The date of construction is unknown, but its existence was marked on the Ordnance Survey map of 1822. The bridge provided a safe crossing for drovers leading animals on a Drovers road up the valley. Large stones in the river under the bridge mark the site of an earlier ford. Aber is the coastal crossing point for the ancient drovers and Roman road that led across the Lafan Sands to Anglesey; the Roman road from Chester crossed the river Conwy south of Tal-y-Cafn, connected with the fort at Conovium Caerhun by a short branch led up via Rowen and Bwlch-y-Ddeufaen, the Pass of the Two Stones, as an engineered overlay on top of the earlier British trackway, into Snowdonia. The Roman road descends down Rhiwiau, the valley between Llanfairfechan and Aber, follows the coastal route west, crosses the river by means of a ford, passes by the church and leads towards the major Roman fort at Segontium, Caernarfon; the drovers road from Anglesey came into the settlement on the valley bottom on the west bank of the valley bottom, where provision was made for the animals to be penned and shod, the feet of the geese to be coated in pitch, followed the valley to join with the Roman road.
Three Roman milestones have been discovered in the area. Two of these, found in 1883 in a field called Caegwag, on the farm Rhiwiau Uchaf SH6790727 are now in the Br
Abersoch is a village in the community of Llanengan in Gwynedd, Wales. It is a popular coastal seaside resort, with around 800 residents, on the east-facing south coast of the Llŷn Peninsula at the southern terminus of the A499, it is about 7 miles south-west of Pwllheli and 27 miles south-west of the county town of Caernarfon. The village takes its name from Afon Soch, which reaches the sea in the village. A fishing port, Abersoch is now a tourist centre specialising in dinghy sailing and other watersports such as windsurfing and jet-skiing. Nearby Porth Neigwl is popular for surfing; the village has had a lifeboat station since 1869. Central Abersoch has a variety of small shops as well as bars, restaurants and hotels. Boat trips around St Tudwal's Islands to see the seals and other wildlife are available from the village. Abersoch is popular for its close proximity to Snowdonia National Park, with Snowdon being visible from Abersoch Bay on clear days. There is an 18-hole golf course. Abersoch was named one of the best places to live in Wales in 2017.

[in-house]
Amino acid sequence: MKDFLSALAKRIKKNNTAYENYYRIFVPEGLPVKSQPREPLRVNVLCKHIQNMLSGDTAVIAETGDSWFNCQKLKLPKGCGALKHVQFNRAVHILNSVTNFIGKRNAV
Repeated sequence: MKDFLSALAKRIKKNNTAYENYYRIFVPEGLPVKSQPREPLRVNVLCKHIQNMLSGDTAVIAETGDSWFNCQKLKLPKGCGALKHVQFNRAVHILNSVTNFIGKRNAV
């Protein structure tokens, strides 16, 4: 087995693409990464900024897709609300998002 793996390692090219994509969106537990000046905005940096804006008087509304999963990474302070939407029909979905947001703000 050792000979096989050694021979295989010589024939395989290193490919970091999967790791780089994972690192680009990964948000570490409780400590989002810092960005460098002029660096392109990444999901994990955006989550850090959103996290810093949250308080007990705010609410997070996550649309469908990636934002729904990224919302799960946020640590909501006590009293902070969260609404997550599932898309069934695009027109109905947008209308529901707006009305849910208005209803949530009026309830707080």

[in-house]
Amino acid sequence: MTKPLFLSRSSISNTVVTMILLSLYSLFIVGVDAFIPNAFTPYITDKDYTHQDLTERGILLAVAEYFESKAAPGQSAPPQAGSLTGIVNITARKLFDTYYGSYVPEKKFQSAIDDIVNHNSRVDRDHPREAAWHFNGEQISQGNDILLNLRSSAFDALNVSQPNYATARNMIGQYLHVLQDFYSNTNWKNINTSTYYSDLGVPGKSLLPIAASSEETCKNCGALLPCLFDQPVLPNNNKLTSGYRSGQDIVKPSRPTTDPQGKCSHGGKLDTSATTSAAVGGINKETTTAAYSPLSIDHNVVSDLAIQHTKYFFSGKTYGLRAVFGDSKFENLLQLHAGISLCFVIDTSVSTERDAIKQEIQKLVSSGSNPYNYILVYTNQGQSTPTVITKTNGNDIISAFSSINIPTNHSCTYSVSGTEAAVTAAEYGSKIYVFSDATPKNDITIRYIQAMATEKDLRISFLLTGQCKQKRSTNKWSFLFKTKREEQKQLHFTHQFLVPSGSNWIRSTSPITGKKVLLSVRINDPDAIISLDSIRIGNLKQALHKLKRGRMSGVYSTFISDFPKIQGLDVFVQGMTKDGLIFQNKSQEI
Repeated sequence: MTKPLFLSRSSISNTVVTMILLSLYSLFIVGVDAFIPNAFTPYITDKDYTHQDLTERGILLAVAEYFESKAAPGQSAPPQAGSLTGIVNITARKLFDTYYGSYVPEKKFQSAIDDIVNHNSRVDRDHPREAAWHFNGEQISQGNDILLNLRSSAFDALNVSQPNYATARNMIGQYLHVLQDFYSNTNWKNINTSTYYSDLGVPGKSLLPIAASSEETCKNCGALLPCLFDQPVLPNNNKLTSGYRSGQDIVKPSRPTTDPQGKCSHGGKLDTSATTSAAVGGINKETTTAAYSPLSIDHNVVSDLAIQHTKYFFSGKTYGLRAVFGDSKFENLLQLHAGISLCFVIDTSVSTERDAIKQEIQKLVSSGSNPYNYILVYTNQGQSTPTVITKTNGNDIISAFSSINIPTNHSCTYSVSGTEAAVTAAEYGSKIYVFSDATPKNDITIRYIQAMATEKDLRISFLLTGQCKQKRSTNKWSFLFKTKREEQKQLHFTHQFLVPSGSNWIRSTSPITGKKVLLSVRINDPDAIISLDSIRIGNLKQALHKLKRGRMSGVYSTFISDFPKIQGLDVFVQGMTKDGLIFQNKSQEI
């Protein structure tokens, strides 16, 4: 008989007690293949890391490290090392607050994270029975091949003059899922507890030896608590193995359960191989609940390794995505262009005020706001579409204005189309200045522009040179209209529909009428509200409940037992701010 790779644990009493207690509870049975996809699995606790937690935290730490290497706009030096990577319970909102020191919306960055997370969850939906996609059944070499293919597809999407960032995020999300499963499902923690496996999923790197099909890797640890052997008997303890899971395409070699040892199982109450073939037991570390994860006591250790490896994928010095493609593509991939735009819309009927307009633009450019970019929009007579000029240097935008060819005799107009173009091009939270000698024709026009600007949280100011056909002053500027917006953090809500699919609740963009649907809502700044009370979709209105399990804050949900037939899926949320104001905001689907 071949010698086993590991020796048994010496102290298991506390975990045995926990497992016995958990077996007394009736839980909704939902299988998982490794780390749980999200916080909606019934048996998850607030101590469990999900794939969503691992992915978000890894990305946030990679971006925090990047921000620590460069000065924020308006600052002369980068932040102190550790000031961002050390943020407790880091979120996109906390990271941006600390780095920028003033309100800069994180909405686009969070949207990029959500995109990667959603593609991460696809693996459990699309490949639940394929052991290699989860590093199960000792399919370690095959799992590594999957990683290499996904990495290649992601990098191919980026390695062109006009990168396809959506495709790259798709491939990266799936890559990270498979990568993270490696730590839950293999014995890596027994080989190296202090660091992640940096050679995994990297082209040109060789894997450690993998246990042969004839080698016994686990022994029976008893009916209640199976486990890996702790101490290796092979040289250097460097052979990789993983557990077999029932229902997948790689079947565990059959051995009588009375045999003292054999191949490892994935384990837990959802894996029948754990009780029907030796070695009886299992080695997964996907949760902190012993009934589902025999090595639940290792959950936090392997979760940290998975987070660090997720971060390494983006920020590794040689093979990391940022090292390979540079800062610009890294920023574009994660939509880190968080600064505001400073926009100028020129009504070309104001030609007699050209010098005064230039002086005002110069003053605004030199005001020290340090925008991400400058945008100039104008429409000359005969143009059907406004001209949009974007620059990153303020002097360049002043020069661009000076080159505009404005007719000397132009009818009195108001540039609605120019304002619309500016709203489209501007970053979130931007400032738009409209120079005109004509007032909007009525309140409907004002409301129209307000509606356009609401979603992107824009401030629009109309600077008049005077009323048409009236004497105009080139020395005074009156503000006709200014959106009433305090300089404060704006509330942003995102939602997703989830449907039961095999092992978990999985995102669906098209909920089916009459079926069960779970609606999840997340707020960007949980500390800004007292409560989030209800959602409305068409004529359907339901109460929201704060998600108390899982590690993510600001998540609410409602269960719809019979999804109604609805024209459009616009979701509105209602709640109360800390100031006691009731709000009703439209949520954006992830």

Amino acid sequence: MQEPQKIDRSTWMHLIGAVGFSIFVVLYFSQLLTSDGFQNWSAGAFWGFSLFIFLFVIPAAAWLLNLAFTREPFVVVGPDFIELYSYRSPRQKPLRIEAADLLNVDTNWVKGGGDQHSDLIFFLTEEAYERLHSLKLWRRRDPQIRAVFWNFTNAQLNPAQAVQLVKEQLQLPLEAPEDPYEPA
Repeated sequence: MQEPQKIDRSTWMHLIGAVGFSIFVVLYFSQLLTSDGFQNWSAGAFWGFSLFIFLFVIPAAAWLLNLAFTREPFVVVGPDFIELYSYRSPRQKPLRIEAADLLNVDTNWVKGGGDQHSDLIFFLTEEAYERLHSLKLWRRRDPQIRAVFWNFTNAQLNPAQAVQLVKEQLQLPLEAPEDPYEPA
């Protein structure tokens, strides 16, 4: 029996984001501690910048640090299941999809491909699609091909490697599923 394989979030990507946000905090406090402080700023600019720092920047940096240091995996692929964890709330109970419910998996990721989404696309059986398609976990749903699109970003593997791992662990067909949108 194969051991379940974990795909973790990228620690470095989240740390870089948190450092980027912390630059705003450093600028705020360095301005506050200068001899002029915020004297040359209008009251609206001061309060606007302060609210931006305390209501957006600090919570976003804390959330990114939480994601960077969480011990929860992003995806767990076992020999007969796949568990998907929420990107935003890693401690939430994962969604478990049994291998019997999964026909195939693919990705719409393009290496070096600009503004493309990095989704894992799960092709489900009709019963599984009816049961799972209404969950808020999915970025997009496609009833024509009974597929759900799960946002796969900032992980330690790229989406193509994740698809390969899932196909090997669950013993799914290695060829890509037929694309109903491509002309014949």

According to the 2011 UK Census, 97.2% of the population was born in the United Kingdom. Although situated in Wales, the majority of the village's population was born in England, with only 44.7% having been born in Wales. The 2011 Census demonstrated. 34.0% of the population identified themselves as Welsh only. 43.5 % of the population aged 3 and over noted. 52.1 % noted. Of those who were born in Wales, 85% of the population aged three and over noted that they could speak Welsh. Abersoch has a Welsh-medium primary school for 3 to 8 year olds; the neighbouring village of Sarn Bach has a Welsh-medium primary school for 3 to 11 year olds. As of 2017, the two schools between them educate 72 pupils. According to the latest Estyn reports conducted in 2017, 39% of pupils in Ysgol Abersoch primary school came from Welsh-speaking homes, with 47% of pupils of Sarn Bach pupils coming from homes where Welsh was spoken; the closest specialist school to Abersoch is Ysgol Hafod Lon in Penrhyndeudraeth. Ysgol Botwnnog, situated 5 miles inland from Abersoch, provides Welsh-medium secondary education to pupils from the village.
Gwynedd.gov.uk Abersoch website
Bethesda is a town and community on the River Ogwen and the A5 road on the edge of Snowdonia, in Gwynedd, north-west Wales. It is the 5th largest Community in Gwynedd. In 1823, the Bethesda Chapel was built and the town subsequently grew around it; the chapel has now been converted into flats and is known as Arafa Don. The town grew around the slate quarrying industries. At its peak, the town exported purple slate all over the world. Penrhyn Quarry suffered a three-year strike led by the North Wales Quarrymen's Union between 1900 and 1903; this led to the creation of the nearby village of Tregarth, built by the quarry owners, which housed the families of those workers who had not struck. The A5 road runs through Bethesda and marked the border between Lord Penrhyn's land, the freehold land. Most of the town is to the east and north east of the road, with housing packed onto the hillside in irregular rows, built on the commons. On the current high street, all the public houses are found on the north side of the road.